On the other side, the Afghan government is ready to review the constitution on the request of the Taliban, accept only the constitutional demands and recognizing them as a legitimate political party. It is not ready to give them space in the government and says only the Afghans have the right to vote and choose their representative. It desires a peace that would guarantee the rights and liberties of the people and deter the reversal of the gains of the past 18 years.
Second, the Afghan government’s concerns has increased after the US demands the Taliban to guarantee that Afghanistan will never be used against them and other countries. For Afghans, Taliban taking guarantees on behalf of Afghanistan in a time when there is an elected government is against diplomatic principles.
Kabul is worried on which basis the US has demanded the guarantee of future Afghanistan from the Taliban? Can they give a guarantee on all of Afghanistan? The majority of Afghans think this issue must be done by the government.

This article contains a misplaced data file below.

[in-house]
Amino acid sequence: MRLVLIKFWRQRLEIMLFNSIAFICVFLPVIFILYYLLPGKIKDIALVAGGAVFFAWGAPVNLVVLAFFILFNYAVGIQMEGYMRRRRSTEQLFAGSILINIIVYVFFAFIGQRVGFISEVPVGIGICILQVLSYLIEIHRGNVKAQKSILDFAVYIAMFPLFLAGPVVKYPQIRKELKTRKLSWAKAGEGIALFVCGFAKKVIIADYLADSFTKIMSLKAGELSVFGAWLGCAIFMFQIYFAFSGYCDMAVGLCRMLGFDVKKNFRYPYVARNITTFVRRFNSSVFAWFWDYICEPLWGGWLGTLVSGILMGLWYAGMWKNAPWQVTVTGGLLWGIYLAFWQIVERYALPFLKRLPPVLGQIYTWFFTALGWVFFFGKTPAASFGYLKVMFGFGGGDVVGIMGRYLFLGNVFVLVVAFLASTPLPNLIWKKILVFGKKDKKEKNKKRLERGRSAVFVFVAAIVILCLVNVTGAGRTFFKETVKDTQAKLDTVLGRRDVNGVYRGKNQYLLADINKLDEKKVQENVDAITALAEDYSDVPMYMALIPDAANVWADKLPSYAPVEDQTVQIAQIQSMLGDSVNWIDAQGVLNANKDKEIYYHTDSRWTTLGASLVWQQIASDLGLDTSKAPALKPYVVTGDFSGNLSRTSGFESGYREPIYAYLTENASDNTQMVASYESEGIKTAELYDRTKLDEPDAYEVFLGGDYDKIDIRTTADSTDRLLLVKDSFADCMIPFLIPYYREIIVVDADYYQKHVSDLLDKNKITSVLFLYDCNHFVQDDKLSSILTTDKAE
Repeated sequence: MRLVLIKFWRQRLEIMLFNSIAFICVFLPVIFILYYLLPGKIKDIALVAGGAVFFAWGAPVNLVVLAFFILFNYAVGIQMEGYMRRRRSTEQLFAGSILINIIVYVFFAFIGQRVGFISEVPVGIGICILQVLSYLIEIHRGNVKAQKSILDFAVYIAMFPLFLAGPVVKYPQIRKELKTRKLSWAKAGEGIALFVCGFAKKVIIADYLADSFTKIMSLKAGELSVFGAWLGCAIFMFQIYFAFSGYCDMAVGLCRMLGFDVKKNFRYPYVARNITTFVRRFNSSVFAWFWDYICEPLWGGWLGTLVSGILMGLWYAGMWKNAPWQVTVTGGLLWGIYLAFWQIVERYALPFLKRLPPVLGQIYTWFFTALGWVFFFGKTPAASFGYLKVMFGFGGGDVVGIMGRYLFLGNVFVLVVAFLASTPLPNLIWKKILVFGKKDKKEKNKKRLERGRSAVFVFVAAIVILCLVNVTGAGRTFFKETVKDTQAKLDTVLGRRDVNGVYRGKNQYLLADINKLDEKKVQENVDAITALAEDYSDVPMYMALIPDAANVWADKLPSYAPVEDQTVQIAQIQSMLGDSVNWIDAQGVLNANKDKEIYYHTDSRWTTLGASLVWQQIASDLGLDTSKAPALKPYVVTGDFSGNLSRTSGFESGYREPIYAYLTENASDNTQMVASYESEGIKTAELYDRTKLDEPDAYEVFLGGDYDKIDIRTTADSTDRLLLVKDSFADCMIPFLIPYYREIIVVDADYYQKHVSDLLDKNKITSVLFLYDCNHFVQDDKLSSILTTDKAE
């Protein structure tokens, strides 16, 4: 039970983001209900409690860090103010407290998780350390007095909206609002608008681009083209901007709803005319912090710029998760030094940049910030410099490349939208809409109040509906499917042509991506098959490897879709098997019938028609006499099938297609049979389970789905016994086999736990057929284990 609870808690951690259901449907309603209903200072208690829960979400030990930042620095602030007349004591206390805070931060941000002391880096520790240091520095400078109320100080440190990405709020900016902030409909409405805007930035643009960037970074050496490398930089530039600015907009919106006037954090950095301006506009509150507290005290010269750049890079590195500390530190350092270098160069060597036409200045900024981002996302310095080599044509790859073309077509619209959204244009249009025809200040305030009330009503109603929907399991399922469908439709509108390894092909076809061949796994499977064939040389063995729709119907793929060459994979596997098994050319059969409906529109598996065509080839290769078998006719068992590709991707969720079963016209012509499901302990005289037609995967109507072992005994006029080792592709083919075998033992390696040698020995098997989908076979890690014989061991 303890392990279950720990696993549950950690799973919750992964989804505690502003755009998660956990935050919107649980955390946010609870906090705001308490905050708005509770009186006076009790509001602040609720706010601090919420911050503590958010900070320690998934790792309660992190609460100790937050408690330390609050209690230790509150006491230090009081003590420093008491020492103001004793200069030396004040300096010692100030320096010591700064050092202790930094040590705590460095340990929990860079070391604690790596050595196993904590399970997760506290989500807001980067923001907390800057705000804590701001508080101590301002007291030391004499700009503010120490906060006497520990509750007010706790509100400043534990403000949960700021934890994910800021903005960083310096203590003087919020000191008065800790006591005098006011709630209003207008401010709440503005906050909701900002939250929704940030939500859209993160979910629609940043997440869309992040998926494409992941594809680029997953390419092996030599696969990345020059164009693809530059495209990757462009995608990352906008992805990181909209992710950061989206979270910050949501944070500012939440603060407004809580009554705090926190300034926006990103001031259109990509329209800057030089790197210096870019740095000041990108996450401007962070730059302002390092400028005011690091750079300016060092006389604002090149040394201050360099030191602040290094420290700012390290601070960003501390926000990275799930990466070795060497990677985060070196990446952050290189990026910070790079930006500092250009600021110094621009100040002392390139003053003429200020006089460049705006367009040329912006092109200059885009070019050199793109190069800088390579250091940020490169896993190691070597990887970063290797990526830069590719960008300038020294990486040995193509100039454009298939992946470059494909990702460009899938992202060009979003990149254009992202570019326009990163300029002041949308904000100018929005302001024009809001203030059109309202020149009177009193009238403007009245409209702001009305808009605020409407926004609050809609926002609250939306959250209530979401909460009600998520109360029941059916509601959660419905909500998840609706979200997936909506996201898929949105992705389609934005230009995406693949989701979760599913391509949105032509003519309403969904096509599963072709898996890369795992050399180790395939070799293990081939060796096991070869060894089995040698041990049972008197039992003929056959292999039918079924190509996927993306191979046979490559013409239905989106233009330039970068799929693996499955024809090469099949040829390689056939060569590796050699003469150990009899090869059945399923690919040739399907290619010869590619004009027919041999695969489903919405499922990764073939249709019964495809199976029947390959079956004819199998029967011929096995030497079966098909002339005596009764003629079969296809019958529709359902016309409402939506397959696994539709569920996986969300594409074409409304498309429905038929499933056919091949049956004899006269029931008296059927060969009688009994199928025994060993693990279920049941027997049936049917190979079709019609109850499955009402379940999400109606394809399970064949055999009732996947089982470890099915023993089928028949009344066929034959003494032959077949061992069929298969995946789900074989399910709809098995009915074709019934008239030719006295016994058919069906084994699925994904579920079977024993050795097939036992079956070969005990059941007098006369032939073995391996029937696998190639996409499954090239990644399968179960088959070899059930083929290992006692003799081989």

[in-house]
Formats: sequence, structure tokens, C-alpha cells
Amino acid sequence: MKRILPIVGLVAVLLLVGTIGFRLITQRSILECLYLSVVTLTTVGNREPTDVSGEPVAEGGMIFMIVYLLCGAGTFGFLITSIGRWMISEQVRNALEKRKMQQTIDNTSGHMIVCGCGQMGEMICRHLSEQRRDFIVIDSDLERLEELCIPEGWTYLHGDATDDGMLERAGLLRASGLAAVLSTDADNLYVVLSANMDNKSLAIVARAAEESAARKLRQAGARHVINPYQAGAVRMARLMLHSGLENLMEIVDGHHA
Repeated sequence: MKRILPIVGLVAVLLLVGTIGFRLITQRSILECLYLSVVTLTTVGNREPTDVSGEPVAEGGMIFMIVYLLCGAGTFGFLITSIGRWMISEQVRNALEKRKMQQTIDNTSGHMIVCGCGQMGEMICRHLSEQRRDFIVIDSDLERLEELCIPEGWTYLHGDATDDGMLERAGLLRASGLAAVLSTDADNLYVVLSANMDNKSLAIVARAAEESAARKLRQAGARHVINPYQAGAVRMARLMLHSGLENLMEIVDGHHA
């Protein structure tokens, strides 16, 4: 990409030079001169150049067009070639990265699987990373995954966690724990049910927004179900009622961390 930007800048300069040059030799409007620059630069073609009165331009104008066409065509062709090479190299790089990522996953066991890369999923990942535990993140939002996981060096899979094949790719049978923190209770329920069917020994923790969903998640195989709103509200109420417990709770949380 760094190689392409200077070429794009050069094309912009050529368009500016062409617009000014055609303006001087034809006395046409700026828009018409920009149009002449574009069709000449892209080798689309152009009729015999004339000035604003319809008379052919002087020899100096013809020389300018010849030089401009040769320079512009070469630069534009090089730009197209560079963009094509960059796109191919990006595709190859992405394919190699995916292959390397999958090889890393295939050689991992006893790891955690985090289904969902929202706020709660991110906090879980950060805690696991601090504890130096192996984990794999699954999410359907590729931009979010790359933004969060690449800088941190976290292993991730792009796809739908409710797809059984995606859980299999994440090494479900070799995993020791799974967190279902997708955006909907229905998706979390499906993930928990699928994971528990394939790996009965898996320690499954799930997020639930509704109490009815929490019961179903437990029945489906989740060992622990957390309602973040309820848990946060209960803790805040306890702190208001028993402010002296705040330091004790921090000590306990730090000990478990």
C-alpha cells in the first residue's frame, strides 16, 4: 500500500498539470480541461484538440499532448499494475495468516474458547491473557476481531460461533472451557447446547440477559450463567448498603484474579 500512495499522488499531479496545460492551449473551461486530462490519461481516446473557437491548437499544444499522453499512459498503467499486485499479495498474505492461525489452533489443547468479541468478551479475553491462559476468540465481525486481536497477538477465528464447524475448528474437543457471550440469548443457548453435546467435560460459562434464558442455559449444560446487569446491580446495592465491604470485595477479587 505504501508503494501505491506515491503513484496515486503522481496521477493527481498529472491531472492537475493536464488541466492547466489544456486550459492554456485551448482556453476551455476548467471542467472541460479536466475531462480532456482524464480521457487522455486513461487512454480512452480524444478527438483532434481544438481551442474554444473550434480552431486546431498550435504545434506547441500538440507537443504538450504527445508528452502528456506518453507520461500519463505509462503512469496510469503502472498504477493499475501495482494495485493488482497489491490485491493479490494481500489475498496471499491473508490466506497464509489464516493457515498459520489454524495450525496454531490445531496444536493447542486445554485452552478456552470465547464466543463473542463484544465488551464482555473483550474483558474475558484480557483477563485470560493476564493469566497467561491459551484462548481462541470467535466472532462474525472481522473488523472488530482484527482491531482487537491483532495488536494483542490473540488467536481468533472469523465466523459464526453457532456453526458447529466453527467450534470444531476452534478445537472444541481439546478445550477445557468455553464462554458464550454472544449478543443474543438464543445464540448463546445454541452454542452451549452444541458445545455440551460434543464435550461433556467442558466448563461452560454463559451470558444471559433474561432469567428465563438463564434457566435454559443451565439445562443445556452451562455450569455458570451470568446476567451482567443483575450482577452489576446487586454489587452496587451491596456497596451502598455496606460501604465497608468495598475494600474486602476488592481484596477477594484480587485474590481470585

Negotiation on all of Afghanistan with the Taliban has diminished the trust of the government and the public on the talks. For them, the Taliban is a small fraction, the US should talk with them as a group, not as a government because they are not the representative of Afghanistan.
It is a fact that peace is a priority of the government, but it will support only those US peace process that can pave the way to Intra-Afghan talks and prevent future perils. Most Afghans have seen the troubles of the civil war, in which they lost all state institutions, their homes and cities were demolished and millions were compelled to leave the country. Though there are many issues with the current government, it is better than a government of the Taliban or another civil war.
The talks without the government will certainly lead to another war between the political parties, warlords and the Taliban. If the Taliban gets a huge space in the system and in the interim government through the talks, they will reverse the gains of the past 18 years because they reject the Afghan constitution, army, and other institutions.
The Taliban has the skills of warfare; they don’t have the economists, sociologists, political scientists and experts of other fields to run the system. Hence, Afghanistan will once again lose its institutions just like in 1992, or might face collapse if the Taliban obtain power, but these are not what the Afghans and the government want.